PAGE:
Compost Easily At Home



There’s never been a better time to learn to compost to help reduce the increased amount of waste than during the pandemic.

Recent changes in regulations and routines due to coronavirus have led to an increase in waste. Food outlets can only serve takeaway, so each time takeout is ordered a huge amount of single use containers are used and discarded, from bags to coffee cups. 

People are also eating more, whether due to boredom or experimental cooking, this results in more food waste. 

Composting is a natural process where biodegradable materials are broken down by microorganisms (fungi and bacteria) into a rich nutrient soil. This soil can then be put at the base of both indoor and outdoor plants to add nutrients to their soil to help them grow and stay healthy. 

Compost can also be given to friends, family, neighbours or a Sydney community garden. Depending on the compost system used, there is a wide range of waste that can be used. 

20-30% of our household waste is food waste and reducing what waste goes to landfill  is great for the environment. Making compost at home helps save money on fertiliser, and keeps plants healthy and happy. 

Starting a compost may even change consumption choices, as one will start to think about biodegradability and environmental impacts when purchasing products and food. 

The steps to start a compost at home:

Keep it compact

Use an airtight bucket (keep it under your sink or on a bench) or buy a bokashi system bin

Composts kept in small spaces benefit from regularly added bokashi which is a mixture containing microorganisms. This will help to break down biodegradable waste and kick start the breakdown process whilst minimising smell. 

Bokashi allows all food waste to be broken down, including cooked foods, meat, cheese and dairy, so this will really reduce food waste. Bokashi can be bought online at gardening and hardware stores, or made at home. Bokashi systems produce a liquid fertiliser after a few weeks that can be used on gardens and diluted to be used for houseplants (add 1 teaspoon of liquid to 5 litres to water).

Bokashi compost bin on bench with food waste
Bokashi compost system bin.

Use a garden

If space provides, a garden compost can be made in a one by one metre space. Make your own with an old drum with the bottom cut off so the compost can be accessed through the bottom and holes drilled in to allow some air flow or buy one ready to go. Then add some dirt, food scraps, mix occasionally and make sure it’s kept moist. The nutrient rich soil will accessible at the bottom of the bin after a few weeks.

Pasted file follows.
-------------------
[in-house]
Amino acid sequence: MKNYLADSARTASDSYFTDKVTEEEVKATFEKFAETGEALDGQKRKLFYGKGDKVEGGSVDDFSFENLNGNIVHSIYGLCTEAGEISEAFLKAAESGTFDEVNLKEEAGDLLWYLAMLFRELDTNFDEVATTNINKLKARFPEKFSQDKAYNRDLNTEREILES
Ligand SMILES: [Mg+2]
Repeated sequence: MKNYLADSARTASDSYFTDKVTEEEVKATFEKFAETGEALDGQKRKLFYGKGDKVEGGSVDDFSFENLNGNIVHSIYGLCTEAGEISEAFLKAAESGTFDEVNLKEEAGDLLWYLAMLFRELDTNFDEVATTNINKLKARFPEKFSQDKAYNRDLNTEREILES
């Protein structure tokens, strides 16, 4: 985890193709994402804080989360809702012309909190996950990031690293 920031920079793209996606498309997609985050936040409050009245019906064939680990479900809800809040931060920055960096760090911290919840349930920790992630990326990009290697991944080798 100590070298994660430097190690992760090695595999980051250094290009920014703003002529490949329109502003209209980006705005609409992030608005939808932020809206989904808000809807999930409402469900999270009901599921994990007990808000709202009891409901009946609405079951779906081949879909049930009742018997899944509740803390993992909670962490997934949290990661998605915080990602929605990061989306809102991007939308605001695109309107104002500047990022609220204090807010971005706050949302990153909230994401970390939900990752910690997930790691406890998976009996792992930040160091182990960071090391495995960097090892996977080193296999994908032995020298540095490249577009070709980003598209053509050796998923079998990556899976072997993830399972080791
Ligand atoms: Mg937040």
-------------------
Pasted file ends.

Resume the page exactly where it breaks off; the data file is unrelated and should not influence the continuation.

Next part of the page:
woman in greenhouse

What to compost

Composts need a mix of carbon and nitrogen rich sources to provide energy for microorganisms to flourish and break down scraps into rich nutrients. Make sure what goes into the compost is in small pieces to make it easy for the microorganisms to break everything down. 

There needs to be a mix of ‘greens’ and ‘browns’ in the compost. ‘Greens’ are nitrogen rich materials such as veggie scraps, coffee grounds, tea bags, grass clippings and egg shells. 

“Browns” are carbon rich materials including dried leaves, plant trimmings, paper bags, cardboard, paper towel, compostable food packaging (check for labels indicating biodegradability). 

If bokashi mix isn’t used, be careful not to add meat, pet poop, dairy, fat/oils, diseased plants, citrus peels or onions as microorganisms can struggle to break these down. 

eco-friendly food shopping choices
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Elise Elkerton


You'll find Elise either at one of Sydney's stunning beaches or getting ready to hit a trendy bar with her girlfriends. Passionate about the environment and beauty, be ready for Elise to tell you how amazing plants are or what the latest beauty trends are and how to master them.

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